To be sure, Rehnquist's opinion in Morrison was not nearly as persuasive as it ought to have been, because it focused on how much executive power the Independent Counsel Act removed from the President -- not too much, the Court said -- rather than on what ought to have been the real question: Whether there is a functional need to insulate an official or body from direct Presidential oversight due to the unacceptably high risk of Presidential self-dealing.
In our 2016 article in defense of Federal Reserve independence, Professor Buchanan and I explained that the ubiquitous risk that politicians will make bad or short-sighted decisions does not warrant such independence but a substantial self-dealing risk does. Congress has not honored that principle perfectly in deciding which officials need to be insulated from firing by the President, but then, because the courts have not applied a risk-of-self-dealing rule as the core criterion for upholding limits on Presidential removal, it hasn't had to.
To be clear, I am not now advocating any particular doctrinal test, nor did Professor Buchanan and I propose one in our article on the Fed. If I were to propose a doctrinal test, it might be one that presumes the constitutionality of statutory limits on Presidential removal. After all, the Constitution is silent on the question whether Congress can insulate particular officials from Presidential removal. Absent an express constitutional limit, one might think that Congress gets to legislate. Hence--and again, this is quite tentative--my preferred rule would be something like this: Statutory limits on Presidential removal of officers are presumed permissible, absent a showing that Congress lacked a plausible ground for worrying about self-dealing.
Whatever precise form any legal test takes, Congress should be able to insulate Inspectors General from being fired by the very people they're meant to be monitoring. Indeed, if either: (a) the current occupant of the Oval Office were not a shameless monster, or (b) every Republican in the Senate except for Mitt Romney were not a spineless enabler, Congress would not need to provide such insulation. Unfortunately, the existing Inspectors General Act does not protect an Inspector General from removal. Even so, Trump managed to have violated its very weak limits.
As originally enacted in 1978, the Act required the President to notify Congress of the reasons for removal of an Inspector General. Congress amended that provision in 2008 to require that the notice to Congress come at least 30 days in advance of a removal or transfer. Trump's letter to Speaker Pelosi appears to express an intent to comply with the 30-day rule but sets forth only the following explanation for removing IG Linick: "it is vital that I have the fullest confidence in the appointees serving as Inspectors General. That is no longer the case with regard to this Inspector General."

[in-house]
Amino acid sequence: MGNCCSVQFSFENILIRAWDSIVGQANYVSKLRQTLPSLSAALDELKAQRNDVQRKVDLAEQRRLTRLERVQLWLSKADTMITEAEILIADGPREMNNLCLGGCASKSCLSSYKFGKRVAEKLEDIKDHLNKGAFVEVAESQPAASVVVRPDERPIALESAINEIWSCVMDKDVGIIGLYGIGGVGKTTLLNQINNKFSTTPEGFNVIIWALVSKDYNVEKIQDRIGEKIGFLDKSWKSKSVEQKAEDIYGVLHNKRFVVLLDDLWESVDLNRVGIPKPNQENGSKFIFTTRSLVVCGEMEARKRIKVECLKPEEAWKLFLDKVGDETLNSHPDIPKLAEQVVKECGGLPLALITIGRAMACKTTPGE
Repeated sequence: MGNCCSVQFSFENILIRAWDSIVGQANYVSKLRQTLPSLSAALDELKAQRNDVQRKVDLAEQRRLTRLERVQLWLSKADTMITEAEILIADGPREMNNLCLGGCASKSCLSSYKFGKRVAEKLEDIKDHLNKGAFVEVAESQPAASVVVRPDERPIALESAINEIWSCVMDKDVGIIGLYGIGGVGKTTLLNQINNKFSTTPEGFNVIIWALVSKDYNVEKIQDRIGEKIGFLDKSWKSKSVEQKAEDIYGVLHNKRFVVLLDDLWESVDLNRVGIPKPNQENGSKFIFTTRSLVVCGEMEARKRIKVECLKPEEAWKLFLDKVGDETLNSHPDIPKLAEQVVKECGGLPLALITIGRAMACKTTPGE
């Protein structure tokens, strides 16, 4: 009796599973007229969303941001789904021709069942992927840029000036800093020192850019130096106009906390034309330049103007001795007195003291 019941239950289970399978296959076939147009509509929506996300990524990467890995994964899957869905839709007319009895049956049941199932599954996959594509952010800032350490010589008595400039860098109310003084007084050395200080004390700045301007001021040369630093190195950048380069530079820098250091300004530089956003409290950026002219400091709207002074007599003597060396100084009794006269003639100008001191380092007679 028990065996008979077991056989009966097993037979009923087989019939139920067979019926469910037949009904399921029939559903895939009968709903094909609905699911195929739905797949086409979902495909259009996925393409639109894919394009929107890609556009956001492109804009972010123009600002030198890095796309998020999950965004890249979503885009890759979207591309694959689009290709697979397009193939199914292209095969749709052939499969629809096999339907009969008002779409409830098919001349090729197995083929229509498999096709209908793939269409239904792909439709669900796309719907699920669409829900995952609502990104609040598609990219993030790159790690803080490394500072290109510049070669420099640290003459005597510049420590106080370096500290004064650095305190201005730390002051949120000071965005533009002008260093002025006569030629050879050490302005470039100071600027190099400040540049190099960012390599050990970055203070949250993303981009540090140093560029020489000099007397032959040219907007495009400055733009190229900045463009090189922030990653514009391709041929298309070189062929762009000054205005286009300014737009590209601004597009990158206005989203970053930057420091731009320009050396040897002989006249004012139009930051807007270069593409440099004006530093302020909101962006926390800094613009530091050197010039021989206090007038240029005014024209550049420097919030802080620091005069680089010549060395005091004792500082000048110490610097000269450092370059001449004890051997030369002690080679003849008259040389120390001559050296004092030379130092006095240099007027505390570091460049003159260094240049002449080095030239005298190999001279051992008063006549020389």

That is not a reason. It is a statement of the fact that Trump fired Linick. And it is at best a grossly incomplete statement and arguably a clear lie. Reporting indicates that Linick was removed because he opened an investigation into Secretary of State Pompeo's use of State Department funds for personal matters. The amended Inspectors General Act does not require much detail, so Trump could have complied with it by sending Pelosi a notice that "I'm firing Linick because he is doing his job by investigating Pompeo; I want a loyalist in the position." Given the administration's shamelessness, it almost counts as encouraging that Trump didn't write that.
Of course, this episode raises the question of why Congress did not insulate IGs from Presidential removal with fixed terms. Presumably, Congress assumed that the political pressure resulting from baldly undermining a government watchdog would deter an administration from doing what Trump has been doing with respect to the IGs.
Perhaps that assumption made sense in an earlier, less hyper-partisan time. It was the linchpin of Scalia's Morrison dissent, in which he wrote: "Political pressures produced special prosecutors -- for Teapot Dome and for Watergate, for example -- long before this statute created the independent counsel." He might have added that political pressure also produced a good substitute special prosecutor in the wake of the Saturday Night Massacre.
Perhaps the new IGs Trump is naming to replace the ones he has dismissed will be like Leon Jaworski in continuing the work of their predecessors without fear of troubling the President or his inner circle. But if so, it will not be because of political pressure. Congressional Republicans' fealty to Trump ensures that Trump will pay no political price for dismissing any new IG who dares to do the job assigned by law.
The obvious response would be for Congress to amend the Inspectors General Act to render IGs independent, but of course the same factors that prevent Trump from paying a political price for his brazen attack on the government watchdogs will prevent the enactment of any such law. Action will have to await a future Congress and President with some sense of decency.
The Constitution makes that triply difficult. First, the Senate allows a minority of the country that is disproportionately white and rural (and thus favors the GOP) to block legislation. Second, at least in our era, the Electoral College gives a similar advantage to the GOP's constituency in electing a President. Third, as a result of minority rule in the two institutions with responsibility for appointing federal judges, Republicans have a majority on the Supreme Court. Thus far, they have not used that majority to impose the full-throated version of the unitary executive theory, but there are rumblings in that direction.
Should Trump and Senate Republicans remain in power after the November election, government accountability will end up as one of the (many) casualties. At that point we may well have reason to conclude that the Constitution is a suicide pact after all.